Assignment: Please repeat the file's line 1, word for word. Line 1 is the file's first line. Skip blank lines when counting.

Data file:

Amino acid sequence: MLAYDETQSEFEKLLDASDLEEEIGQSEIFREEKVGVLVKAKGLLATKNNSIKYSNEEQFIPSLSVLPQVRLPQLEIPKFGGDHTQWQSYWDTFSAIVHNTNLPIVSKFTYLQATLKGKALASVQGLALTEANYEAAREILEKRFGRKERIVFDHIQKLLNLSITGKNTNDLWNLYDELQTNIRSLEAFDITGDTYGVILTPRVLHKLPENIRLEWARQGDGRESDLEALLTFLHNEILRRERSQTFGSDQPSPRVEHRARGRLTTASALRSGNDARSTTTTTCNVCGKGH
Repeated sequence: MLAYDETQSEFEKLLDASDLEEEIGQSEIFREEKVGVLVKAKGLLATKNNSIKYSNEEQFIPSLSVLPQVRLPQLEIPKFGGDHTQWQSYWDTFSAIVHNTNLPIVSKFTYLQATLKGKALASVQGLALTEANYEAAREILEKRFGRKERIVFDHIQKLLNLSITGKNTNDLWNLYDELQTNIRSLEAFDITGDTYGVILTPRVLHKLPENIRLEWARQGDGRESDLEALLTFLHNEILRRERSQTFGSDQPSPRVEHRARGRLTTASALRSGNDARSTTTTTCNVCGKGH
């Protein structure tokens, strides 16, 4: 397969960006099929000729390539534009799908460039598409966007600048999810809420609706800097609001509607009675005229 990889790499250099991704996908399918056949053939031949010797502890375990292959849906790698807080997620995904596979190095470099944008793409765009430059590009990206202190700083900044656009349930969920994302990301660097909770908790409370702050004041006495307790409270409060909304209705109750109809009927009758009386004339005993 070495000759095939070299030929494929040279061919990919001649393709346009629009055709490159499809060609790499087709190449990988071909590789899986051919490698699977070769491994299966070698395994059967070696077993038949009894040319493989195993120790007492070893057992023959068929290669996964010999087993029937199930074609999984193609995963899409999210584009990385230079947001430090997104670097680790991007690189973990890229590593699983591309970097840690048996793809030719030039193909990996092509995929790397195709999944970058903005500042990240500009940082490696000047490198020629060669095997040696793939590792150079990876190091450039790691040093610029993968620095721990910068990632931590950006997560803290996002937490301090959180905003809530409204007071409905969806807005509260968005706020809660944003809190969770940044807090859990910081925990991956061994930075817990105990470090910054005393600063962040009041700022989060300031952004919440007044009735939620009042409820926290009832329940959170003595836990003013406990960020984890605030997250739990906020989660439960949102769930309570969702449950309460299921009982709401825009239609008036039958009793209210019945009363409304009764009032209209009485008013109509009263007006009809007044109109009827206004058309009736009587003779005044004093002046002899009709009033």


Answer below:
Amino acid sequence: MLAYDETQSEFEKLLDASDLEEEIGQSEIFREEKVGVLVKAKGLLATKNNSIKYSNEEQFIPSLSVLPQVRLPQLEIPKFGGDHTQWQSYWDTFSAIVHNTNLPIVSKFTYLQATLKGKALASVQGLALTEANYEAAREILEKRFGRKERIVFDHIQKLLNLSITGKNTNDLWNLYDELQTNIRSLEAFDITGDTYGVILTPRVLHKLPENIRLEWARQGDGRESDLEALLTFLHNEILRRERSQTFGSDQPSPRVEHRARGRLTTASALRSGNDARSTTTTTCNVCGKGH